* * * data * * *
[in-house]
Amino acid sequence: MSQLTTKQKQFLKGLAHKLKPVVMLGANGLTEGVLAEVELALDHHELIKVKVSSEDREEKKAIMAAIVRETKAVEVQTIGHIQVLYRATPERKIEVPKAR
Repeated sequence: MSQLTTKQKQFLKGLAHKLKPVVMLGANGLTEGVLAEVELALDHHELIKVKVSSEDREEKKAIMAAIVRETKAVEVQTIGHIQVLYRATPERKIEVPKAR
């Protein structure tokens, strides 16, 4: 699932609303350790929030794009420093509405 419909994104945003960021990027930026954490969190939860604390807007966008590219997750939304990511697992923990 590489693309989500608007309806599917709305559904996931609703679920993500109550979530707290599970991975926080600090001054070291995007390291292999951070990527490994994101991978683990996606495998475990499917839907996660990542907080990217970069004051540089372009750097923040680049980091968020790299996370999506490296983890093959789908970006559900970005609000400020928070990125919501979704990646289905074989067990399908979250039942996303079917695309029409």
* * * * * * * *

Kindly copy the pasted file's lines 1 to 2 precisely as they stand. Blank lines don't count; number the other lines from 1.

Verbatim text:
[in-house]
Amino acid sequence: MSQLTTKQKQFLKGLAHKLKPVVMLGANGLTEGVLAEVELALDHHELIKVKVSSEDREEKKAIMAAIVRETKAVEVQTIGHIQVLYRATPERKIEVPKAR